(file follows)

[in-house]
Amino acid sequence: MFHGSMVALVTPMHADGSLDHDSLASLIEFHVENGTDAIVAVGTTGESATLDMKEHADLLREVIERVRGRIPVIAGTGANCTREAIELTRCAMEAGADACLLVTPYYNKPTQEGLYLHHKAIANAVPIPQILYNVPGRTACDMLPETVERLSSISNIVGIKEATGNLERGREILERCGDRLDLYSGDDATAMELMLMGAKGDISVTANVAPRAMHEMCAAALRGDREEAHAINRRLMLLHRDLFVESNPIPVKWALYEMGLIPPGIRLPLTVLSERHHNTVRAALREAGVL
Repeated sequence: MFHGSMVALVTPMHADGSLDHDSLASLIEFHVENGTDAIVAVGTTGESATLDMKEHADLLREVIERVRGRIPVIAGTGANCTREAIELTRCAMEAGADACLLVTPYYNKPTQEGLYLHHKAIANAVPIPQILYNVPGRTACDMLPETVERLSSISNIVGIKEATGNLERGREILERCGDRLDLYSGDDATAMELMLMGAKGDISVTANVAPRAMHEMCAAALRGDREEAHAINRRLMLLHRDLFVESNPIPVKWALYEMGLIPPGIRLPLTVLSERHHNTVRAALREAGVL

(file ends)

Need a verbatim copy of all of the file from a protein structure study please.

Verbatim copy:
[in-house]
Amino acid sequence: MFHGSMVALVTPMHADGSLDHDSLASLIEFHVENGTDAIVAVGTTGESATLDMKEHADLLREVIERVRGRIPVIAGTGANCTREAIELTRCAMEAGADACLLVTPYYNKPTQEGLYLHHKAIANAVPIPQILYNVPGRTACDMLPETVERLSSISNIVGIKEATGNLERGREILERCGDRLDLYSGDDATAMELMLMGAKGDISVTANVAPRAMHEMCAAALRGDREEAHAINRRLMLLHRDLFVESNPIPVKWALYEMGLIPPGIRLPLTVLSERHHNTVRAALREAGVL
Repeated sequence: MFHGSMVALVTPMHADGSLDHDSLASLIEFHVENGTDAIVAVGTTGESATLDMKEHADLLREVIERVRGRIPVIAGTGANCTREAIELTRCAMEAGADACLLVTPYYNKPTQEGLYLHHKAIANAVPIPQILYNVPGRTACDMLPETVERLSSISNIVGIKEATGNLERGREILERCGDRLDLYSGDDATAMELMLMGAKGDISVTANVAPRAMHEMCAAALRGDREEAHAINRRLMLLHRDLFVESNPIPVKWALYEMGLIPPGIRLPLTVLSERHHNTVRAALREAGVL